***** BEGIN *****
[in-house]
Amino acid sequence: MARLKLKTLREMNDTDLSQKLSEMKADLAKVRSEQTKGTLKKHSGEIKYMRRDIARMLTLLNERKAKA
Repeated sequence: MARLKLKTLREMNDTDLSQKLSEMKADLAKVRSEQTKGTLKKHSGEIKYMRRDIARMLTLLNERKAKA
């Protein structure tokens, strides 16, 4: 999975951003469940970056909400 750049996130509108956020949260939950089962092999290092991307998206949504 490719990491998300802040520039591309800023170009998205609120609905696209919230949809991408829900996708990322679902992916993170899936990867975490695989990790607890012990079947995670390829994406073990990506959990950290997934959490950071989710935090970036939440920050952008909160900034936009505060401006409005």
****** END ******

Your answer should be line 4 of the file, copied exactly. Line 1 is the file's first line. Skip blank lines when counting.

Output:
């Protein structure tokens, strides 16, 4: 999975951003469940970056909400 750049996130509108956020949260939950089962092999290092991307998206949504 490719990491998300802040520039591309800023170009998205609120609905696209919230949809991408829900996708990322679902992916993170899936990867975490695989990790607890012990079947995670390829994406073990990506959990950290997934959490950071989710935090970036939440920050952008909160900034936009505060401006409005």